22 April 2013

Eight Ringgit

Stories come and go over the week: when I can pin them down, they’re never the best ones. I had a post about my two staff photos called Recovery on deck. The photos, one from January and the next from last week, are clear evidence that things are looking up. At the very least, I've lost some weight. That story, however, slipped away before I could make something of it.

Stephen PihlajaStephen Pihlaja, Nottingham Staff Photo, cropped

The end of our fourth month is coming up soon, but like every end of the month, we are under the strict confinement of the budget. Waiting to get paid is not something I thought I would be doing here, not after finishing my PhD. It will get better, I keep telling myself and Yoko, as we put off buying what we need to buy for another three days: the refrigerator pathetically empty.

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One of the things you don’t notice in the developed world is the efficiency and raw force that occurs when you flush the toilet. It’s a thing of wonder, really. Only in rare, extenuating circumstances will the toilet become clogged.

In our quaint terrace house in Taman Sri Minang, surrounded by the local Malaysia, the toilet is plastic and does not flush with force, but with resignation, like it’s given up. This is Malaysia: it works nominally well most of the time, provided you don't ask too much of it.

That is to say: on Saturday night, the toilet clogged. I stood there, staring down, thinking, Shit and not taking the time to admire the irony of the situation. I told Yoko that the toilet was clogged, and Naomi kept saying, I want to see, I want to see! I got angry with her, shouted: No, of course not what's wrong with you.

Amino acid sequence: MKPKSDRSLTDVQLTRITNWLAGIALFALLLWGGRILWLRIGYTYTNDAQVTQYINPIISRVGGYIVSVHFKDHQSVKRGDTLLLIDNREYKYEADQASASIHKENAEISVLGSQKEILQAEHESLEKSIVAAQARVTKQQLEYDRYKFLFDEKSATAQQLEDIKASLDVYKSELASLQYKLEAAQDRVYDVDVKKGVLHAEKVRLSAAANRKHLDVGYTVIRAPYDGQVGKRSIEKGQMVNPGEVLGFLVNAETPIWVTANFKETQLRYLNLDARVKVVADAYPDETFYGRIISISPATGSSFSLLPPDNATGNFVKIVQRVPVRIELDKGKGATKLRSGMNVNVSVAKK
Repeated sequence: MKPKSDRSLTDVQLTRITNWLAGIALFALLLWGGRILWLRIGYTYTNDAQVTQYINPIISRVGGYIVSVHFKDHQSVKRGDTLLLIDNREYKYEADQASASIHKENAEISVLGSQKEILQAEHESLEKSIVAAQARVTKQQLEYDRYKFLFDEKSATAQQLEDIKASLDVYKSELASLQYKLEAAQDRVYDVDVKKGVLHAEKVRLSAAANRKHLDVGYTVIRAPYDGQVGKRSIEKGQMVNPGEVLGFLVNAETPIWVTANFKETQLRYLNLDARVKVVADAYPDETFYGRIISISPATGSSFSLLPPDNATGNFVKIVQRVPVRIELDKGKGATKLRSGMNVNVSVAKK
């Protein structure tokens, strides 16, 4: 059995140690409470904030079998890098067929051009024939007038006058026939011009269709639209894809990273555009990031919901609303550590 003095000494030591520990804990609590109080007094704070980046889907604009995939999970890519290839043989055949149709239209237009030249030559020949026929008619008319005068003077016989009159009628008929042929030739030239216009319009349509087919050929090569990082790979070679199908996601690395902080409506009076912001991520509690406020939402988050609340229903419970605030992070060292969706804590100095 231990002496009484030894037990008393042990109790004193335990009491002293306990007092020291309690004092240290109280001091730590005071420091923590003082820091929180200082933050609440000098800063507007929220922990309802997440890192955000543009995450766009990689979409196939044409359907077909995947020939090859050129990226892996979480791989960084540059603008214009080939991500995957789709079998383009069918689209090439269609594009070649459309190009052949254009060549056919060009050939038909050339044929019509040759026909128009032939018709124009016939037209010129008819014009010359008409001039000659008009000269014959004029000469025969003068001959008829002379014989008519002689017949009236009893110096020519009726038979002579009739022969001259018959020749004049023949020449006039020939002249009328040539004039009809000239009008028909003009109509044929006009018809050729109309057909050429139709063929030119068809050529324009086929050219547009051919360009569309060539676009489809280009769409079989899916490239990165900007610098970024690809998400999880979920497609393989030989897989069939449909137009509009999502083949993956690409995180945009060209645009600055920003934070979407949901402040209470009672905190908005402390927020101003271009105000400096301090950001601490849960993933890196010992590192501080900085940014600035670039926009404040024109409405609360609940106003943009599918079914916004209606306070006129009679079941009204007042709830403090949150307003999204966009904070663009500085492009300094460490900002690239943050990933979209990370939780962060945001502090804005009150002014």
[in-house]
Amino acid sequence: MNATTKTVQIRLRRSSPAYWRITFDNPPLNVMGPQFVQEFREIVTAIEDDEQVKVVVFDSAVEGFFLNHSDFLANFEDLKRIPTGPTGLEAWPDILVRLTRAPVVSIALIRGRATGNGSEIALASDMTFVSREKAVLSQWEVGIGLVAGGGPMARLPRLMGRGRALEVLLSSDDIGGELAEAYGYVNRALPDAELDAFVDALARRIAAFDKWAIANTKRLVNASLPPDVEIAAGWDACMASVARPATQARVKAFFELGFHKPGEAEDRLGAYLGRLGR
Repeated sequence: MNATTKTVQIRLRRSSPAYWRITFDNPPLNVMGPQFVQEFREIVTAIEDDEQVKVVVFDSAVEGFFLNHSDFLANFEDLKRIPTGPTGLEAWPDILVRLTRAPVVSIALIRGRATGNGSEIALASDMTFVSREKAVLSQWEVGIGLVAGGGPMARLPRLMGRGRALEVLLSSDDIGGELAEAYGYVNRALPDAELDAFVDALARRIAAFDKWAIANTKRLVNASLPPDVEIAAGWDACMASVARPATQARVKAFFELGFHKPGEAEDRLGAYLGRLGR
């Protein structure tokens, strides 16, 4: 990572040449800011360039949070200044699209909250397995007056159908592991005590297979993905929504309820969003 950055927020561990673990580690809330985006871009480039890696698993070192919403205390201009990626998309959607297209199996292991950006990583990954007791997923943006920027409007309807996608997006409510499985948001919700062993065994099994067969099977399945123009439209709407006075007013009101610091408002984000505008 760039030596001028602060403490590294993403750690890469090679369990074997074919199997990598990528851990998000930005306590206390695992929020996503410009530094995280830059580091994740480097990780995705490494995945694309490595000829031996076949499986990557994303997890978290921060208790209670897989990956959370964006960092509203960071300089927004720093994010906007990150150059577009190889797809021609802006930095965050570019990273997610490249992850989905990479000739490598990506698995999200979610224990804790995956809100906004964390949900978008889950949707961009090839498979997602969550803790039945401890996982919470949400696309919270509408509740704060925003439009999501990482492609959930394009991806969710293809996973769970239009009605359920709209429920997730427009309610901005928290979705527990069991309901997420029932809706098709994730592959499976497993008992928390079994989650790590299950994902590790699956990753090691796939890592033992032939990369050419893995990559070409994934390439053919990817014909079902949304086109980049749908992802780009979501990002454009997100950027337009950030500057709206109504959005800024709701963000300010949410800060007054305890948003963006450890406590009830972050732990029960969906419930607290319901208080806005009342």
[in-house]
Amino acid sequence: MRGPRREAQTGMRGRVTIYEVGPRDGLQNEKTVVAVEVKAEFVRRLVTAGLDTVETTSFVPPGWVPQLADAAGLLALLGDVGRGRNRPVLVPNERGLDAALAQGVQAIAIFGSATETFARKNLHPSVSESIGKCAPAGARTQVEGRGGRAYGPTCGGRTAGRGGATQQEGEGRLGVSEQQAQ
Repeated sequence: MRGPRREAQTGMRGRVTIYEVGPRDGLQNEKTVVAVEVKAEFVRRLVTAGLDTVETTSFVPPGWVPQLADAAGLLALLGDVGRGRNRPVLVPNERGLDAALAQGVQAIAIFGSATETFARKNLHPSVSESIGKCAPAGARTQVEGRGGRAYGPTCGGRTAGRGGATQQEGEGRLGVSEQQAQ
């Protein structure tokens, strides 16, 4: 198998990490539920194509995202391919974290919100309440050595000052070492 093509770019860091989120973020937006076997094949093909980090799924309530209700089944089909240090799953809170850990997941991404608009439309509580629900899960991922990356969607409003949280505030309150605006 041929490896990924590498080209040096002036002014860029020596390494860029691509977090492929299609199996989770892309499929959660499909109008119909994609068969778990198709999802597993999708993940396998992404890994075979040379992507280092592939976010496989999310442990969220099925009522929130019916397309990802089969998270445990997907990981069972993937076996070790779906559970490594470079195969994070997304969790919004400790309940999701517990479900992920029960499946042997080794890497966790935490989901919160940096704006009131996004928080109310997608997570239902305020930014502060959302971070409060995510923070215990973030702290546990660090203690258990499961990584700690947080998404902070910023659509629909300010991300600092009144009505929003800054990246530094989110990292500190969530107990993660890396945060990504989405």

The story ends happily, if a toilet flushing solid waste normally is a happy ending. In Malaysia, it is. I was content for about ten minutes— an abnormal sense of peace coming over me as clean water filled the bowl. But the peace only lasted until I had cleaned up.

I have RM8 in my wallet and am determined to make this last until Thursday, a kind of self-imposed minimalism — if everyone in the family has to suffer from this misadventure, I should do the most: this is, after all, my idea. Get up, ride the bus, work, work out, teach, go home, eat, sleep, do it again until Thursday when I will buy some fruit with whatever is left of the RM8. It's stupid, it doesn't make any sense except to me. We have savings, money coming in the next couple of months. But today is 22 April, and the future is the future.

I'm obsessed with these eight Ringgit and what I can make them represent. Five years it's been like this, I’m reminded again, sitting at the dining room table, another stalled conversation in the dull, oppressive heat. Five years, six, seven years is a long time. Maybe money does buy happiness and love: I'm not sure I will ever find out.

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